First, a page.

See what I mean?

    • Even back in the day when I was disclosing the abuse to my bishop, I was struck by the fact that the only hotline available to me was the legal hotline for the BISHOP to find out what the mandatory reporting laws in that state were. I was more than a little surprised.

      And yes, I was offered counseling, and I was offered FREE counseling, which is something. But again, having to push for counseling, and being questioned by each new bishop about why the church should cover the cost, and then to get counseling and have it look like everyone else’s counseling…all these things are far from ideal.

      Best case scenario: the church employs counselors and therapists that specialize in trauma, pedophilia, interpersonal violence, and abuse. It’s easy to get in to see one. Bishops ALWAYS disclose abuse.

  6. This is a great resource, Kmillecam. I’m so proud of you for speaking your truth and helping others along their own similar paths.

    I hope you continue to heal and continue to live a life that is true to who you are.

  7. I congratulate you for putting the past behind your back and building a future around healing, love and nurturing. I am saddened by your childhood experience but I am so happy to see how strong of a person you are becoming. Your story gives me hope for every wrong doings in the world. The process of healing might never end but there can still be light at the end of the tunnel.

  8. Thanks for sharing.

  9. Thank you for sharing and I agree that sharing these extremely painful and damaging experiences is important for others. God bless you.

  10. Thank you for sharing. You are brave.
    I wish more people could/would talk about their abuse – or even understood their abuse. The more dialogue, the more we can help each other endure – and the more (hopefully) we can be aware to stop it from happening around us.

  11. Thank you for sharing your story.

  12. I think its important to note that not all pedophile are male. In my case my sister was my pedophile, and she was allowed to get away with grooming me because of the chaos that was going on in the house. Years later when I confronted her in the presence of my Aunt, she refused to admit that she forced me to perform sexually for her. She and my aunt think I misinterpreted what went on. I know what went on and there was no misinterpretation. I have told other family members what she did but they refuse to believe me and tell me that I’m a liar.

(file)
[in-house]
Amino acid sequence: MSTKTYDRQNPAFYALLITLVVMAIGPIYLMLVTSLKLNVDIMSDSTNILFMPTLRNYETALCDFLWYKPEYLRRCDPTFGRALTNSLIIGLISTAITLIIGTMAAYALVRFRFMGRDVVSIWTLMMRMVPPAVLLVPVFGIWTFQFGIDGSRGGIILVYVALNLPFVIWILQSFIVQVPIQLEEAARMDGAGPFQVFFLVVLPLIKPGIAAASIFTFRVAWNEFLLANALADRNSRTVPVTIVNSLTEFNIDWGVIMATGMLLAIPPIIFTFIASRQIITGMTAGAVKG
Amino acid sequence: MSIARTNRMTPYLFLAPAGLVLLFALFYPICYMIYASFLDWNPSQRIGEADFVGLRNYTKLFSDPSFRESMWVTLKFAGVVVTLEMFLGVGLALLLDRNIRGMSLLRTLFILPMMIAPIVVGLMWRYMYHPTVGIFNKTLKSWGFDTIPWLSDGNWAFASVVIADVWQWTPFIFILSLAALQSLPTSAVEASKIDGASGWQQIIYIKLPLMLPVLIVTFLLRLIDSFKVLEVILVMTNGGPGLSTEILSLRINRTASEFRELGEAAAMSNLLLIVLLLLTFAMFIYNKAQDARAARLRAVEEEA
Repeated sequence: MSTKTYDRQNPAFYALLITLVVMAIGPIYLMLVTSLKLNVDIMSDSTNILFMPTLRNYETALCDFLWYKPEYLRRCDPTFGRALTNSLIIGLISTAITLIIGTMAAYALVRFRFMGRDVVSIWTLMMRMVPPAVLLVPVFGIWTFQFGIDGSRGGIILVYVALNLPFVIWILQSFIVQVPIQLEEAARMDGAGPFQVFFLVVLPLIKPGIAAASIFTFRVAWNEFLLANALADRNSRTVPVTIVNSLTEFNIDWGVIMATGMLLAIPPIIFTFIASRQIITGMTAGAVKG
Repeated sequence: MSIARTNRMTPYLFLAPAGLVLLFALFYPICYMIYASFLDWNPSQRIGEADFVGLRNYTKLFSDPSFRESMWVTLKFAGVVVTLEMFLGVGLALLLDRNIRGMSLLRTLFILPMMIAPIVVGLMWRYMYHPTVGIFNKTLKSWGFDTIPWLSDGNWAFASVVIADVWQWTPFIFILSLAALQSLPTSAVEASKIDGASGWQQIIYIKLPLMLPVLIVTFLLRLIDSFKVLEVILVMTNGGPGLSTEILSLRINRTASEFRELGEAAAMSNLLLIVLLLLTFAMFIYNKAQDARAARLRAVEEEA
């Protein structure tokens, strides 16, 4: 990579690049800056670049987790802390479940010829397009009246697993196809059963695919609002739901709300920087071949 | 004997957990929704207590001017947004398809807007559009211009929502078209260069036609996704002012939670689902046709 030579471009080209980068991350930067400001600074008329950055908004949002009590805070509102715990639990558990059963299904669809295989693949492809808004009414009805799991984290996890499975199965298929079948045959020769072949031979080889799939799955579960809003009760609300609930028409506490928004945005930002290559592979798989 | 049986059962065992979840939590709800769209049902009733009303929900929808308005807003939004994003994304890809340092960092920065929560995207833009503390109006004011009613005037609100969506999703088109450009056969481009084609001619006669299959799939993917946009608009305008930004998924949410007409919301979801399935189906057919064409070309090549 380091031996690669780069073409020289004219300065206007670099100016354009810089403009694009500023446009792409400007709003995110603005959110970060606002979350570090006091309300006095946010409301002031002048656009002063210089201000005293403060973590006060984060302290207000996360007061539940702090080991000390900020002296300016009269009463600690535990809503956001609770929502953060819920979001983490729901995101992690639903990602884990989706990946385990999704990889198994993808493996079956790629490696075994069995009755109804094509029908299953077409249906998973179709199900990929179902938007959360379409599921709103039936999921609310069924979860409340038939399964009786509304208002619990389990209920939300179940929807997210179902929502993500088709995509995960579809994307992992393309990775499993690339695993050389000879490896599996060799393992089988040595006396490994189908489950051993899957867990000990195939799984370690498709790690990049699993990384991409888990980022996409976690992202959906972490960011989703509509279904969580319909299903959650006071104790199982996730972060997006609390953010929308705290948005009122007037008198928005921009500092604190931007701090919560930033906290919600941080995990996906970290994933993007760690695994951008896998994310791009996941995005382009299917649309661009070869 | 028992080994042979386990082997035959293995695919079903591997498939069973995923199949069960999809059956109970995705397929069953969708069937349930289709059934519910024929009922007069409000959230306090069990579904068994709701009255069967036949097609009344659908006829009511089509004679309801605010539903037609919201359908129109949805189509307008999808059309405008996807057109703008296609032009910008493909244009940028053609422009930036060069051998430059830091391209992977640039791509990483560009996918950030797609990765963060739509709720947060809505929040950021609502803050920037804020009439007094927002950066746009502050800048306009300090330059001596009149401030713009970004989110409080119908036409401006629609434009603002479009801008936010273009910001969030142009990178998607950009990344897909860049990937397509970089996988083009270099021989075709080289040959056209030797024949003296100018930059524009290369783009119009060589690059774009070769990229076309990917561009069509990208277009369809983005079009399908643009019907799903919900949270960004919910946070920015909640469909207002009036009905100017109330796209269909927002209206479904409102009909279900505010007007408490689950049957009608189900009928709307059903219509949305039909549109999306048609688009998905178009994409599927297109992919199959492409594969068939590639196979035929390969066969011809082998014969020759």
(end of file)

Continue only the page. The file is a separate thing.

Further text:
I know I was an easy target, I was the youngest, I was always home by myself, but, that does not excuse what went on and the fact of the matter is that I know not to trust, nor to depend on family anymore. And I make no apologies for not talking or even bothering to maintain a relationship (like I have in the past)

    • Ugh, I’m so sorry for the response your family has given to you as you have disclosed the truth of what happened. I also feel that it is important to not make any excuses or apologies to my deviant family members when I take healthy steps and make requests that contribute to my health.

      Like asking them to not call, not say “I love you”, not touch me when we see each other in real life. This is far from “not letting it go”, like I have been accused of before. Instead, it is acknowledging reality and taking my health seriously and honoring it.

  13. And you got out from that horibble and devastating situation very well. I so admire you, you know, you are too brave to share this to the world and I also admire your concern to every girl and woman in the world through this.

Trackbacks/Pingbacks

  1. Living with a Pedophile: My Story of Trauma and Metabolism | OUR NOURISHING ROOTS - [...] Cross-posted at The Exponent. [...]
  2. Three Weeks to Practice Before I Preach | The Exponent - [...] about the time I was asked to give this talk, Kmillecam wrote an excellent post about sexual abuse during …